After all, tomorrow is another day
Tomorrow Never Dies is directed by Roger Spottiswoode and is the second appearance of Pierce Brosnan as James Bond. The film also stars Jonathan Pryce, Michelle Yeoh, Teri Hatcher, Joe Don Baker, and Judi Dench. It is dedicated to the memory of long-time Bond producer, Albert R. Broccoli.
Throughout their history, a handful of Bond films find themselves having something in them representing a saving grace: a certain part of the 007 formula that keeps the film safely above mediocrity but unable to elevate the film above good or, sometimes, passable. For the Pierce Brosnan Bond films, that saving grace is generally considered to be the action sequences, coming to the rescue for any and all shortcomings that usually happen with story, character, and humor. And while GoldenEye was able to successfully dodge being tagged with such a saving grace, the same isn't quite so true with the other Brosnan Bond films, starting with Tomorrow Never Dies, a title that came to be only because there was a typo when the original title, Tomorrow Never Lies, was faxed to MGM and marketing preferred the incorrect version.
It is interesting to note that Tomorrow Never Dies had its theatrical release on the same day as James Cameron's mega blockbuster hit, Titanic, because such a move was immediately waving the white flag in the battle for top box office spot. Apparently, no one informed MGM and their new owner, billionaire Kirk Kerkorian, why such a move was an ill-advised one; MGM and Kekorian were hoping to follow up on the success of GoldenEye, especially because the Bond series was back in public favor and audiences would not take kindly to a disappointing Bond film. Plus, Tomorrow Never Dies would be the first Bond film to be released since the death of producer Albert R. Broccoli, who had been with the series since the very beginning. The result was a rushed final product that couldn't quite match the box office numbers of GoldenEye, let alone provide a challenge to Titanic.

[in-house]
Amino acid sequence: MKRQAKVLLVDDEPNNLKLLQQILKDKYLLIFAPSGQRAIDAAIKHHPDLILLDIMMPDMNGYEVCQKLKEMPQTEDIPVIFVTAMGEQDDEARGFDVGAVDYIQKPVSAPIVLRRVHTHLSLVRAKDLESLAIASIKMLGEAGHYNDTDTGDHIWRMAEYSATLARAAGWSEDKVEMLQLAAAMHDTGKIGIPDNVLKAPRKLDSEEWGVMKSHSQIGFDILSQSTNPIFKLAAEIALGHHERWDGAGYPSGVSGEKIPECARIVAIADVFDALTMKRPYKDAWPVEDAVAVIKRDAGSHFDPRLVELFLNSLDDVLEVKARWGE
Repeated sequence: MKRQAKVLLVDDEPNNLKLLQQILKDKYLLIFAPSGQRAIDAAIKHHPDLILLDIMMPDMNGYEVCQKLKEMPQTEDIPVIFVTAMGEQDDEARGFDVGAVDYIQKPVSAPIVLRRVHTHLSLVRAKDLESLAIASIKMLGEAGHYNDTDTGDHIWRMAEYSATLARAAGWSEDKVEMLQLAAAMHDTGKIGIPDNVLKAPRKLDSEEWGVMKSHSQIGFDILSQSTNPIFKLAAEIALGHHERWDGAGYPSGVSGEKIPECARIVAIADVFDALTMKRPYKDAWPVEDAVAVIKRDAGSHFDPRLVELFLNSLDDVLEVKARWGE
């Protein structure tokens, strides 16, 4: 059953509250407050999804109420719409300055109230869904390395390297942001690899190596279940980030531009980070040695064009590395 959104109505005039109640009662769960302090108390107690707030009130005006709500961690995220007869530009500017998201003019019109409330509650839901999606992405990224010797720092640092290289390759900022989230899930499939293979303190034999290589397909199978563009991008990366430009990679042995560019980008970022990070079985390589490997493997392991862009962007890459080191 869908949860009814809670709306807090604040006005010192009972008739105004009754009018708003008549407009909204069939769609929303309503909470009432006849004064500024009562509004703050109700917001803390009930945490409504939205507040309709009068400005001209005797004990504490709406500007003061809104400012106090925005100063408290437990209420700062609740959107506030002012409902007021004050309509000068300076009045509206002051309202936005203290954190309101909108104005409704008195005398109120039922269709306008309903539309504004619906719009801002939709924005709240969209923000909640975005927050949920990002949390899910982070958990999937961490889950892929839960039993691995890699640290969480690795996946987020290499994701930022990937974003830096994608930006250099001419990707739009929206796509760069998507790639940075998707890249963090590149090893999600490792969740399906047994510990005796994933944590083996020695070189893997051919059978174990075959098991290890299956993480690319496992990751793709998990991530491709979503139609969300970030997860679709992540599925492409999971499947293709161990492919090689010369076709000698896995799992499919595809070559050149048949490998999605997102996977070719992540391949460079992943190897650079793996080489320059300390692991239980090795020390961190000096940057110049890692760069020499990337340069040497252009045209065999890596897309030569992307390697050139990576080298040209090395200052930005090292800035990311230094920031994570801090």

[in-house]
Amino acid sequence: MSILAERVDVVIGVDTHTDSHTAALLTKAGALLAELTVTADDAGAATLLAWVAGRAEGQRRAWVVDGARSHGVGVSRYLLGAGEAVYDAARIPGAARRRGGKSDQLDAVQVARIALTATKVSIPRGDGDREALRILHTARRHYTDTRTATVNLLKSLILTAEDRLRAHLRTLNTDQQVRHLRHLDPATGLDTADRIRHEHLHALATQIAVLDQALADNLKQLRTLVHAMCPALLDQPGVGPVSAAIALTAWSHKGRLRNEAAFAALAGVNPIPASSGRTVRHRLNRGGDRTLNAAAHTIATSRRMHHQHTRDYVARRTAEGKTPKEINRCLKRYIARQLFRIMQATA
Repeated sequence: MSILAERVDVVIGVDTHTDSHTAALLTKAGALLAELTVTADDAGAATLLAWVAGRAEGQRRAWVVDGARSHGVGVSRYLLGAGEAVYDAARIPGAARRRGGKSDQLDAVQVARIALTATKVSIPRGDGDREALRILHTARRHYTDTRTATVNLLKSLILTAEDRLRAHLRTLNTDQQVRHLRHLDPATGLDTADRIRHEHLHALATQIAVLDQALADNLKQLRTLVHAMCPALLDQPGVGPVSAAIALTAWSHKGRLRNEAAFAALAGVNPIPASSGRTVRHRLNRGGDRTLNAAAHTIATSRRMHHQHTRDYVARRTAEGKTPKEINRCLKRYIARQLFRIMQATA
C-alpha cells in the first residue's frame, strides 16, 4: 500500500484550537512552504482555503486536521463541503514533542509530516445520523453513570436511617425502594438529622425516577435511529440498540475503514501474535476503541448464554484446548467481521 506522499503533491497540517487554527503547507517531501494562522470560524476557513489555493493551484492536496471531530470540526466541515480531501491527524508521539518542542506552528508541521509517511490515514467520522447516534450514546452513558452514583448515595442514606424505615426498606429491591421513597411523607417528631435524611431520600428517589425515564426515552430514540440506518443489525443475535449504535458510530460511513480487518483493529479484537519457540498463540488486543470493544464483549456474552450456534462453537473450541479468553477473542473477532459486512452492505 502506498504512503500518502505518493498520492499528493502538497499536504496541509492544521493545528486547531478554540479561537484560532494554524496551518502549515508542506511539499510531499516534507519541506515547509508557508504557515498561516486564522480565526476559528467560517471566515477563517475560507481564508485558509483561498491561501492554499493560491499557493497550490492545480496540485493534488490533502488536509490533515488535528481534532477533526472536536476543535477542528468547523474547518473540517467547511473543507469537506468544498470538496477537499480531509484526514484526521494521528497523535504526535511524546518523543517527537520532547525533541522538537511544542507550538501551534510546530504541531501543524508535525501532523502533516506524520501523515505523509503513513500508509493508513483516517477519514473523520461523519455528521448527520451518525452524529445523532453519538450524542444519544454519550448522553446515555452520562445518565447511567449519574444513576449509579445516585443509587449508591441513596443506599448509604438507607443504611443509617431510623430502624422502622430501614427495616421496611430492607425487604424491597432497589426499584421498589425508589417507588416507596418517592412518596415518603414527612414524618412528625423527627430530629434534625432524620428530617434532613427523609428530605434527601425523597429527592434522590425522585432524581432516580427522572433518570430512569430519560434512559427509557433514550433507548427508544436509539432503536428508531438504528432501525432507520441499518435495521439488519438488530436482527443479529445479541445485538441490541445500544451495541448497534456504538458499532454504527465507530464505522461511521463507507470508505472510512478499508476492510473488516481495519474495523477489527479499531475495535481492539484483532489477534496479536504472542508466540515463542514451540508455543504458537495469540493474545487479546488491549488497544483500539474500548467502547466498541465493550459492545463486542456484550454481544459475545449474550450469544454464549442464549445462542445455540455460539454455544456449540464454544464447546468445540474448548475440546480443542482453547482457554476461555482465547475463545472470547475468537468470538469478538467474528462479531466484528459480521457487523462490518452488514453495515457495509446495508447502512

In Tomorrow Never Dies, Bond finds himself up against Elliot Carver (Johnathan Pryce), a power-hungry media tycoon who is out to start World War III by provoking the Chinese and British governments into declaring war against one another. Bond is sent to investigate Carver and later to investigate the wreck of a British frigate that was destroyed by one of Carver's stealth ships. While exploring the sunken ship, Bond meets Wai Lin (Michelle Yeoh), a Chinese agent who is on the same investigation. After escaping capture, Bond and Lin decide to collaborate and bring down Carver together.
Tomorrow Never Dies provides you with a plot that makes less and less sense the more you think about it. That being said, the amount of enjoyment you'll get out of the film will depend on how much you are willing to ignore what doesn't make sense and simply be in the present, by finding amusement in what's happening on screen at the current moment and not think too much about what happened twenty minutes earlier. However, to watch Tomorrow Never Dies with such a mindset would require you to accept the fact that you will most likely not remember a lot of what you just saw by the time the end credits roll, aside from say a few neat action scenes and some corny one-liners.